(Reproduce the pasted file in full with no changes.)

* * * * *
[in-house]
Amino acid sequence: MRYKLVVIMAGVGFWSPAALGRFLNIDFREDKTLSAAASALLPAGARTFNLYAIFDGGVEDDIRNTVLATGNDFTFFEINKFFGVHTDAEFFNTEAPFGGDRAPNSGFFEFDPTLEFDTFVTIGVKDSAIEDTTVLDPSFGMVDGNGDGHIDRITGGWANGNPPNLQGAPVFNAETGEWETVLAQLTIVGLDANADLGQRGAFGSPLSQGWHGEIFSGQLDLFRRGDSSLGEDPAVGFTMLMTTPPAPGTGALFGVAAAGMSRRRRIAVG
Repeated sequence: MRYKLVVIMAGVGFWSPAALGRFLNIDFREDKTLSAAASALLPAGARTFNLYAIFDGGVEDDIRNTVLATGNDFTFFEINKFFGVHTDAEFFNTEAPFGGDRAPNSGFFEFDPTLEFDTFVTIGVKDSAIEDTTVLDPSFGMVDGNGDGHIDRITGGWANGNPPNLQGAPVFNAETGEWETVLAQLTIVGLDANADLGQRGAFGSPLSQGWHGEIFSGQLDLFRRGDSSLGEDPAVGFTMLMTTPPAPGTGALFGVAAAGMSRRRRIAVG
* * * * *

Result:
[in-house]
Amino acid sequence: MRYKLVVIMAGVGFWSPAALGRFLNIDFREDKTLSAAASALLPAGARTFNLYAIFDGGVEDDIRNTVLATGNDFTFFEINKFFGVHTDAEFFNTEAPFGGDRAPNSGFFEFDPTLEFDTFVTIGVKDSAIEDTTVLDPSFGMVDGNGDGHIDRITGGWANGNPPNLQGAPVFNAETGEWETVLAQLTIVGLDANADLGQRGAFGSPLSQGWHGEIFSGQLDLFRRGDSSLGEDPAVGFTMLMTTPPAPGTGALFGVAAAGMSRRRRIAVG
Repeated sequence: MRYKLVVIMAGVGFWSPAALGRFLNIDFREDKTLSAAASALLPAGARTFNLYAIFDGGVEDDIRNTVLATGNDFTFFEINKFFGVHTDAEFFNTEAPFGGDRAPNSGFFEFDPTLEFDTFVTIGVKDSAIEDTTVLDPSFGMVDGNGDGHIDRITGGWANGNPPNLQGAPVFNAETGEWETVLAQLTIVGLDANADLGQRGAFGSPLSQGWHGEIFSGQLDLFRRGDSSLGEDPAVGFTMLMTTPPAPGTGALFGVAAAGMSRRRRIAVG